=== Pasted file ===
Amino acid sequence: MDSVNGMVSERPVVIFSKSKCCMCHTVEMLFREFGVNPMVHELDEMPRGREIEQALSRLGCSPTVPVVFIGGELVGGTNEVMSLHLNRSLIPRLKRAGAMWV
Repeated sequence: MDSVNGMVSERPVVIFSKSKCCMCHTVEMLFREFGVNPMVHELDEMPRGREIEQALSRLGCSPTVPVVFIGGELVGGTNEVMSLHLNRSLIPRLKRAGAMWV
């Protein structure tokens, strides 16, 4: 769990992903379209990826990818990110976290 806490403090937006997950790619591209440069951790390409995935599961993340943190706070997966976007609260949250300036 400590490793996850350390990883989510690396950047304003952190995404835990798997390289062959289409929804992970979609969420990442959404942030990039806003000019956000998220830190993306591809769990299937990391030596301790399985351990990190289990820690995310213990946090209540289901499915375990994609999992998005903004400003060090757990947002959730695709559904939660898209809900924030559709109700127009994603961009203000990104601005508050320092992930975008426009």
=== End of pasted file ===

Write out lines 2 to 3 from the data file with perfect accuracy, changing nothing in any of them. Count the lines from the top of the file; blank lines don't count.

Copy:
Repeated sequence: MDSVNGMVSERPVVIFSKSKCCMCHTVEMLFREFGVNPMVHELDEMPRGREIEQALSRLGCSPTVPVVFIGGELVGGTNEVMSLHLNRSLIPRLKRAGAMWV
């Protein structure tokens, strides 16, 4: 769990992903379209990826990818990110976290 806490403090937006997950790619591209440069951790390409995935599961993340943190706070997966976007609260949250300036 400590490793996850350390990883989510690396950047304003952190995404835990798997390289062959289409929804992970979609969420990442959404942030990039806003000019956000998220830190993306591809769990299937990391030596301790399985351990990190289990820690995310213990946090209540289901499915375990994609999992998005903004400003060090757990947002959730695709559904939660898209809900924030559709109700127009994603961009203000990104601005508050320092992930975008426009």